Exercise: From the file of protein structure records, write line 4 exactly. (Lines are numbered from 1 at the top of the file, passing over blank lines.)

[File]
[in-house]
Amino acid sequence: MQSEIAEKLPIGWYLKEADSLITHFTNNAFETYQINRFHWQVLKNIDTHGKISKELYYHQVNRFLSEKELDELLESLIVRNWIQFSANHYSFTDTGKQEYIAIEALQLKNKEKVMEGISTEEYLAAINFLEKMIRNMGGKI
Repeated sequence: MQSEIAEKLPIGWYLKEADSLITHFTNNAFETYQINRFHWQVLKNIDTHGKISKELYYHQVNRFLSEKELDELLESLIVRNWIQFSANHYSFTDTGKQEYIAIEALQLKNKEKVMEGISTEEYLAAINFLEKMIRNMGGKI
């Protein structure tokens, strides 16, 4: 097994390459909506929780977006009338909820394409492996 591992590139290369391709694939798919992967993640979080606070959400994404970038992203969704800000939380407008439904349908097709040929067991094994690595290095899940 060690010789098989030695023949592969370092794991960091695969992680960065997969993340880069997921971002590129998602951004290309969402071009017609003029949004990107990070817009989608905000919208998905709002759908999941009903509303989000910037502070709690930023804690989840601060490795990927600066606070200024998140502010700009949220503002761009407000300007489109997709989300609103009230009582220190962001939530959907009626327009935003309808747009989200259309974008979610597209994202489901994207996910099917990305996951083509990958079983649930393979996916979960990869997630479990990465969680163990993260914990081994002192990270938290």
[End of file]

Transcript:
């Protein structure tokens, strides 16, 4: 097994390459909506929780977006009338909820394409492996 591992590139290369391709694939798919992967993640979080606070959400994404970038992203969704800000939380407008439904349908097709040929067991094994690595290095899940 060690010789098989030695023949592969370092794991960091695969992680960065997969993340880069997921971002590129998602951004290309969402071009017609003029949004990107990070817009989608905000919208998905709002759908999941009903509303989000910037502070709690930023804690989840601060490795990927600066606070200024998140502010700009949220503002761009407000300007489109997709989300609103009230009582220190962001939530959907009626327009935003309808747009989200259309974008979610597209994202489901994207996910099917990305996951083509990958079983649930393979996916979960990869997630479990990465969680163990993260914990081994002192990270938290």